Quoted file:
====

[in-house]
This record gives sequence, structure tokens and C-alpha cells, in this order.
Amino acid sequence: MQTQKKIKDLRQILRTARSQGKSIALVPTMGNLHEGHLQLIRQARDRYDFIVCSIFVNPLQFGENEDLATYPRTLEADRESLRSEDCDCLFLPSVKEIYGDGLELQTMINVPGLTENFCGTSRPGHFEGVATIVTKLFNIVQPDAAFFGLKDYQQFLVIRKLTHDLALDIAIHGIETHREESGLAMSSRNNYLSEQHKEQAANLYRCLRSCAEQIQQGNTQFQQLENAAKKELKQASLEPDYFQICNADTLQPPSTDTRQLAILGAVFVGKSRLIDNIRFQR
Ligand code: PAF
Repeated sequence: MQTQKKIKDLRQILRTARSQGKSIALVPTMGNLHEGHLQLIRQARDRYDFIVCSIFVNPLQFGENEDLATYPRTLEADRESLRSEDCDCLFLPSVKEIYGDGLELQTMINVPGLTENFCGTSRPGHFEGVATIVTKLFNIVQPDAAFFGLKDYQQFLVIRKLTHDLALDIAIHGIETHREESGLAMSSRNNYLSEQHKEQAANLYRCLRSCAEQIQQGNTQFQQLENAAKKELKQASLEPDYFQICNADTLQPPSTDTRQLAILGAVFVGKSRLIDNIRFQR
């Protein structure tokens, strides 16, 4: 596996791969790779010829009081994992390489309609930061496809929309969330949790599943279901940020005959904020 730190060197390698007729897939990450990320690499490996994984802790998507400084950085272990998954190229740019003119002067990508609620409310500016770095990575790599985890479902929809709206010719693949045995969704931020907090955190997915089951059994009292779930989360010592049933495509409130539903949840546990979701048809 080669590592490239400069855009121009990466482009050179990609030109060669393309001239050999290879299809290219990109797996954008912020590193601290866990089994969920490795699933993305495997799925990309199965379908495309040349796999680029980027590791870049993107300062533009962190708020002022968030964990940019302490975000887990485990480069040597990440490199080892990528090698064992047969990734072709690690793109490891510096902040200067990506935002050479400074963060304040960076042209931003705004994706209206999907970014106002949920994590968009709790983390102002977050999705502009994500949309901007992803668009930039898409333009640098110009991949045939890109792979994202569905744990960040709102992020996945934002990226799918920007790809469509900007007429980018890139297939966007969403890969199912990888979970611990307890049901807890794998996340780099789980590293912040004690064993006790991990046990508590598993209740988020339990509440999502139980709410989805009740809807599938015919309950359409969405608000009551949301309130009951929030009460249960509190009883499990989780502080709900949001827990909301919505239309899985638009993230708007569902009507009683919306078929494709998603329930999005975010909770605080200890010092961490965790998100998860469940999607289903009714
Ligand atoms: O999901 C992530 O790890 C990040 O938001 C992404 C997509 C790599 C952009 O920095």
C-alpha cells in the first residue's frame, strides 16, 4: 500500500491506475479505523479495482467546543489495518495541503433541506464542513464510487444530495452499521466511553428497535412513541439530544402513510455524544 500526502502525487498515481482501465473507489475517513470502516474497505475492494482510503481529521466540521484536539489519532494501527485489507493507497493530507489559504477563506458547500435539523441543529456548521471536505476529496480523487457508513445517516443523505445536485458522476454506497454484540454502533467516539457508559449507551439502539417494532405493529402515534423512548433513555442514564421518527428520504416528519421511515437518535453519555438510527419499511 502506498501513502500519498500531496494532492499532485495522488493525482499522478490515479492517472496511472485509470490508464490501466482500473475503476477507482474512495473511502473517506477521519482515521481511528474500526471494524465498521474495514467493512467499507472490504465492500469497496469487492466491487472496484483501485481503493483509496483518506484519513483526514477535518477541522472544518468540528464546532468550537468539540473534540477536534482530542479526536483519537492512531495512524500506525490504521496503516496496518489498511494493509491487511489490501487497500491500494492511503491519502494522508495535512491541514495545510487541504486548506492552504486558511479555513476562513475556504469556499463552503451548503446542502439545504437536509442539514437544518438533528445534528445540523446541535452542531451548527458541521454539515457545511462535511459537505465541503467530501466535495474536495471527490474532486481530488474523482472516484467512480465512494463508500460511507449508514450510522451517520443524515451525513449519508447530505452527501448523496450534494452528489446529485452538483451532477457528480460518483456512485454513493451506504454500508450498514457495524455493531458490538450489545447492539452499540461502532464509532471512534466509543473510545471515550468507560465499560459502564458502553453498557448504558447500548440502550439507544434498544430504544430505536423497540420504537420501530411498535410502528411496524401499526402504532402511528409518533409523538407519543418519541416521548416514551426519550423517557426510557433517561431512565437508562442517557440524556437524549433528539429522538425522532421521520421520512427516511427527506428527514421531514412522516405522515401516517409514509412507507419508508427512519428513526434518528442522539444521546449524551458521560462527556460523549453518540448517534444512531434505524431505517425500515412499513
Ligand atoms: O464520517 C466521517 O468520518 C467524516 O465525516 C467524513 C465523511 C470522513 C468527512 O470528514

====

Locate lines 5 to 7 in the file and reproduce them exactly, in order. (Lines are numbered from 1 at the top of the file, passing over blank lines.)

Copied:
Repeated sequence: MQTQKKIKDLRQILRTARSQGKSIALVPTMGNLHEGHLQLIRQARDRYDFIVCSIFVNPLQFGENEDLATYPRTLEADRESLRSEDCDCLFLPSVKEIYGDGLELQTMINVPGLTENFCGTSRPGHFEGVATIVTKLFNIVQPDAAFFGLKDYQQFLVIRKLTHDLALDIAIHGIETHREESGLAMSSRNNYLSEQHKEQAANLYRCLRSCAEQIQQGNTQFQQLENAAKKELKQASLEPDYFQICNADTLQPPSTDTRQLAILGAVFVGKSRLIDNIRFQR
């Protein structure tokens, strides 16, 4: 596996791969790779010829009081994992390489309609930061496809929309969330949790599943279901940020005959904020 730190060197390698007729897939990450990320690499490996994984802790998507400084950085272990998954190229740019003119002067990508609620409310500016770095990575790599985890479902929809709206010719693949045995969704931020907090955190997915089951059994009292779930989360010592049933495509409130539903949840546990979701048809 080669590592490239400069855009121009990466482009050179990609030109060669393309001239050999290879299809290219990109797996954008912020590193601290866990089994969920490795699933993305495997799925990309199965379908495309040349796999680029980027590791870049993107300062533009962190708020002022968030964990940019302490975000887990485990480069040597990440490199080892990528090698064992047969990734072709690690793109490891510096902040200067990506935002050479400074963060304040960076042209931003705004994706209206999907970014106002949920994590968009709790983390102002977050999705502009994500949309901007992803668009930039898409333009640098110009991949045939890109792979994202569905744990960040709102992020996945934002990226799918920007790809469509900007007429980018890139297939966007969403890969199912990888979970611990307890049901807890794998996340780099789980590293912040004690064993006790991990046990508590598993209740988020339990509440999502139980709410989805009740809807599938015919309950359409969405608000009551949301309130009951929030009460249960509190009883499990989780502080709900949001827990909301919505239309899985638009993230708007569902009507009683919306078929494709998603329930999005975010909770605080200890010092961490965790998100998860469940999607289903009714
Ligand atoms: O999901 C992530 O790890 C990040 O938001 C992404 C997509 C790599 C952009 O920095």